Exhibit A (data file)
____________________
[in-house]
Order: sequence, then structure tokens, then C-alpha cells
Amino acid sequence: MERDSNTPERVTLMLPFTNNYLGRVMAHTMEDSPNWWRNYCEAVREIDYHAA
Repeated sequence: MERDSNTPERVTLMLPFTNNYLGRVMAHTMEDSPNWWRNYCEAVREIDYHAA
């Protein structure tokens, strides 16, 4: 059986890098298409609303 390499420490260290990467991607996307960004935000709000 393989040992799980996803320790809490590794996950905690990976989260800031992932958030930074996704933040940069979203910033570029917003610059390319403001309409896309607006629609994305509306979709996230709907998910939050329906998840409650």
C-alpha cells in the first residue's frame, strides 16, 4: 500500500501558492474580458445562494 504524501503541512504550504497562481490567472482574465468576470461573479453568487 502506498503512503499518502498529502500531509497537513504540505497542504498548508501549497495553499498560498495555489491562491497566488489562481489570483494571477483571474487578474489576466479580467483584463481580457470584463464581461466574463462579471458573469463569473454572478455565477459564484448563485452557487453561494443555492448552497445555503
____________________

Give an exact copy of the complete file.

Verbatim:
[in-house]
Order: sequence, then structure tokens, then C-alpha cells
Amino acid sequence: MERDSNTPERVTLMLPFTNNYLGRVMAHTMEDSPNWWRNYCEAVREIDYHAA
Repeated sequence: MERDSNTPERVTLMLPFTNNYLGRVMAHTMEDSPNWWRNYCEAVREIDYHAA
């Protein structure tokens, strides 16, 4: 059986890098298409609303 390499420490260290990467991607996307960004935000709000 393989040992799980996803320790809490590794996950905690990976989260800031992932958030930074996704933040940069979203910033570029917003610059390319403001309409896309607006629609994305509306979709996230709907998910939050329906998840409650």
C-alpha cells in the first residue's frame, strides 16, 4: 500500500501558492474580458445562494 504524501503541512504550504497562481490567472482574465468576470461573479453568487 502506498503512503499518502498529502500531509497537513504540505497542504498548508501549497495553499498560498495555489491562491497566488489562481489570483494571477483571474487578474489576466479580467483584463481580457470584463464581461466574463462579471458573469463569473454572478455565477459564484448563485452557487453561494443555492448552497445555503